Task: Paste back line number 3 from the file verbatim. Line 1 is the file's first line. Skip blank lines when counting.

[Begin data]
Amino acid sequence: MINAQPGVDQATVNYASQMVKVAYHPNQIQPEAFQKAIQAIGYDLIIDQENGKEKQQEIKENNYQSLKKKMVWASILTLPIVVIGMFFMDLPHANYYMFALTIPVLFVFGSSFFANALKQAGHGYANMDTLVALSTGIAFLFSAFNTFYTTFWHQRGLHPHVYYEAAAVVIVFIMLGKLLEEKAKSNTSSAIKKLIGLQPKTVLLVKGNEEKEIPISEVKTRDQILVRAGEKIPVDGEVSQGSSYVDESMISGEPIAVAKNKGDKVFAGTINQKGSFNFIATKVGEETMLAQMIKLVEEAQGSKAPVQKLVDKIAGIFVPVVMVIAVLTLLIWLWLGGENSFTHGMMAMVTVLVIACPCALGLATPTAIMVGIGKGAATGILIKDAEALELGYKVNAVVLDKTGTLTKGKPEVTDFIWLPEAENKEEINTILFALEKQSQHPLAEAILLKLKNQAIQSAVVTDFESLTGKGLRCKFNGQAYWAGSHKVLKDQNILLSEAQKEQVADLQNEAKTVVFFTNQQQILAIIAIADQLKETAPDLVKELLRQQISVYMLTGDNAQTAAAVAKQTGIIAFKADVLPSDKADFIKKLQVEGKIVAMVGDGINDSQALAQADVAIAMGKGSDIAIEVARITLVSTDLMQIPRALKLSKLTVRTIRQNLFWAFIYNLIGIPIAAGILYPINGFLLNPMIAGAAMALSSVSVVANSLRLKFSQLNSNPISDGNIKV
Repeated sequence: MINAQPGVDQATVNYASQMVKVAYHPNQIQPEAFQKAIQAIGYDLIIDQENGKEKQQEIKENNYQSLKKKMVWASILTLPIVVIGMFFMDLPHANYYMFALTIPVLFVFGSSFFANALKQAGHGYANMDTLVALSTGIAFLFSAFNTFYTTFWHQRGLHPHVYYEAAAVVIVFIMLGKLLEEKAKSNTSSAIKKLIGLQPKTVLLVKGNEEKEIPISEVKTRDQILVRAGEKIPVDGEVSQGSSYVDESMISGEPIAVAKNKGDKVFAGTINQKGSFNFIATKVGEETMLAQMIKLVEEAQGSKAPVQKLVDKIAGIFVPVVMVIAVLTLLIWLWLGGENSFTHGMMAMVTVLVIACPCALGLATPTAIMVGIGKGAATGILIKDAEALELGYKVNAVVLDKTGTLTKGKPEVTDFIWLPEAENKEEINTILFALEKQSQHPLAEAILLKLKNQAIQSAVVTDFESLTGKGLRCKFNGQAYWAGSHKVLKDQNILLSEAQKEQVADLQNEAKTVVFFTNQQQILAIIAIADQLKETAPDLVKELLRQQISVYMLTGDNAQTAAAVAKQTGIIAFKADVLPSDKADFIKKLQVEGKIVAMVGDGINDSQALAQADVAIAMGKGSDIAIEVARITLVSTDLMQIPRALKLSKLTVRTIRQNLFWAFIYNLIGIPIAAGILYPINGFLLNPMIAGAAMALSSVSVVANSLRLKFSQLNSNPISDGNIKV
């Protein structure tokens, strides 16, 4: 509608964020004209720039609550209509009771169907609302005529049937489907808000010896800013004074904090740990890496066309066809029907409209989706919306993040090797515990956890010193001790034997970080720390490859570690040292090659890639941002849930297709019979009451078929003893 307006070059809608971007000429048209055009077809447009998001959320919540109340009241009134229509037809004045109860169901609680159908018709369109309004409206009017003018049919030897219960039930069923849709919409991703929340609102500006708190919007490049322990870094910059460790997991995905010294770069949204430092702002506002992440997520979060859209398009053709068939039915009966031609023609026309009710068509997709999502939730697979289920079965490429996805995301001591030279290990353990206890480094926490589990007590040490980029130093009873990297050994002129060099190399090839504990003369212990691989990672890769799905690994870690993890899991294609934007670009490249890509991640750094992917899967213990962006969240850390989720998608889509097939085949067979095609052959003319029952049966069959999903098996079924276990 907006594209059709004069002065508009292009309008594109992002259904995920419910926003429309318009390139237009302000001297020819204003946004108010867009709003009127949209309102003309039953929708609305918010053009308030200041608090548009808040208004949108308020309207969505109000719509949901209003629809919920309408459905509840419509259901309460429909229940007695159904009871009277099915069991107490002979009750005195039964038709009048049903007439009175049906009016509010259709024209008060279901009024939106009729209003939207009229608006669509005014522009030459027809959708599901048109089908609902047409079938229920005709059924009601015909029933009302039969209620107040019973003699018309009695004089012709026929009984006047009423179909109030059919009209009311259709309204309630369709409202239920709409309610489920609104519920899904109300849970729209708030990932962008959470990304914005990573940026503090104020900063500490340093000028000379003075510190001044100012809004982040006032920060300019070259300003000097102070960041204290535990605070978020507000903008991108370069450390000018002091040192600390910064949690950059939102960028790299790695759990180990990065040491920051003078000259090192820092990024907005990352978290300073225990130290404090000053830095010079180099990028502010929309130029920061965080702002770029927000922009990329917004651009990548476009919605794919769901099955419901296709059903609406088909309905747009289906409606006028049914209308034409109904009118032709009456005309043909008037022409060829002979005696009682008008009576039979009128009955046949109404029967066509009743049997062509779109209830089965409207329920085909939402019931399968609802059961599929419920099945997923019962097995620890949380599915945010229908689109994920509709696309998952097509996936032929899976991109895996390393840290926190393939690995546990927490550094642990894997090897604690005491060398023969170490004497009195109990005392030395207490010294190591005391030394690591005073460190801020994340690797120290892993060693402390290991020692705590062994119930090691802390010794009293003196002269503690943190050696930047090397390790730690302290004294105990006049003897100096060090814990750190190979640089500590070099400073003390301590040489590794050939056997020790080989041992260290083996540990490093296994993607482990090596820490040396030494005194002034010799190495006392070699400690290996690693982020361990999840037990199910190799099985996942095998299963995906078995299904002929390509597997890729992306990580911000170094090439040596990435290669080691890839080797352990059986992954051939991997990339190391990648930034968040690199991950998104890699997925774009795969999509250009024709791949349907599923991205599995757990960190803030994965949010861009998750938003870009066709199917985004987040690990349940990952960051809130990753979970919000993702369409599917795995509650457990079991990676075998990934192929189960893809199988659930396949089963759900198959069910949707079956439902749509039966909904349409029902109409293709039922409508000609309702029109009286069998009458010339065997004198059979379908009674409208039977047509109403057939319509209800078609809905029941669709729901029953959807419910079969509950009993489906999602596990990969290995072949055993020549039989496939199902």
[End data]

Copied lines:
């Protein structure tokens, strides 16, 4: 509608964020004209720039609550209509009771169907609302005529049937489907808000010896800013004074904090740990890496066309066809029907409209989706919306993040090797515990956890010193001790034997970080720390490859570690040292090659890639941002849930297709019979009451078929003893 307006070059809608971007000429048209055009077809447009998001959320919540109340009241009134229509037809004045109860169901609680159908018709369109309004409206009017003018049919030897219960039930069923849709919409991703929340609102500006708190919007490049322990870094910059460790997991995905010294770069949204430092702002506002992440997520979060859209398009053709068939039915009966031609023609026309009710068509997709999502939730697979289920079965490429996805995301001591030279290990353990206890480094926490589990007590040490980029130093009873990297050994002129060099190399090839504990003369212990691989990672890769799905690994870690993890899991294609934007670009490249890509991640750094992917899967213990962006969240850390989720998608889509097939085949067979095609052959003319029952049966069959999903098996079924276990 907006594209059709004069002065508009292009309008594109992002259904995920419910926003429309318009390139237009302000001297020819204003946004108010867009709003009127949209309102003309039953929708609305918010053009308030200041608090548009808040208004949108308020309207969505109000719509949901209003629809919920309408459905509840419509259901309460429909229940007695159904009871009277099915069991107490002979009750005195039964038709009048049903007439009175049906009016509010259709024209008060279901009024939106009729209003939207009229608006669509005014522009030459027809959708599901048109089908609902047409079938229920005709059924009601015909029933009302039969209620107040019973003699018309009695004089012709026929009984006047009423179909109030059919009209009311259709309204309630369709409202239920709409309610489920609104519920899904109300849970729209708030990932962008959470990304914005990573940026503090104020900063500490340093000028000379003075510190001044100012809004982040006032920060300019070259300003000097102070960041204290535990605070978020507000903008991108370069450390000018002091040192600390910064949690950059939102960028790299790695759990180990990065040491920051003078000259090192820092990024907005990352978290300073225990130290404090000053830095010079180099990028502010929309130029920061965080702002770029927000922009990329917004651009990548476009919605794919769901099955419901296709059903609406088909309905747009289906409606006028049914209308034409109904009118032709009456005309043909008037022409060829002979005696009682008008009576039979009128009955046949109404029967066509009743049997062509779109209830089965409207329920085909939402019931399968609802059961599929419920099945997923019962097995620890949380599915945010229908689109994920509709696309998952097509996936032929899976991109895996390393840290926190393939690995546990927490550094642990894997090897604690005491060398023969170490004497009195109990005392030395207490010294190591005391030394690591005073460190801020994340690797120290892993060693402390290991020692705590062994119930090691802390010794009293003196002269503690943190050696930047090397390790730690302290004294105990006049003897100096060090814990750190190979640089500590070099400073003390301590040489590794050939056997020790080989041992260290083996540990490093296994993607482990090596820490040396030494005194002034010799190495006392070699400690290996690693982020361990999840037990199910190799099985996942095998299963995906078995299904002929390509597997890729992306990580911000170094090439040596990435290669080691890839080797352990059986992954051939991997990339190391990648930034968040690199991950998104890699997925774009795969999509250009024709791949349907599923991205599995757990960190803030994965949010861009998750938003870009066709199917985004987040690990349940990952960051809130990753979970919000993702369409599917795995509650457990079991990676075998990934192929189960893809199988659930396949089963759900198959069910949707079956439902749509039966909904349409029902109409293709039922409508000609309702029109009286069998009458010339065997004198059979379908009674409208039977047509109403057939319509209800078609809905029941669709729901029953959807419910079969509950009993489906999602596990990969290995072949055993020549039989496939199902």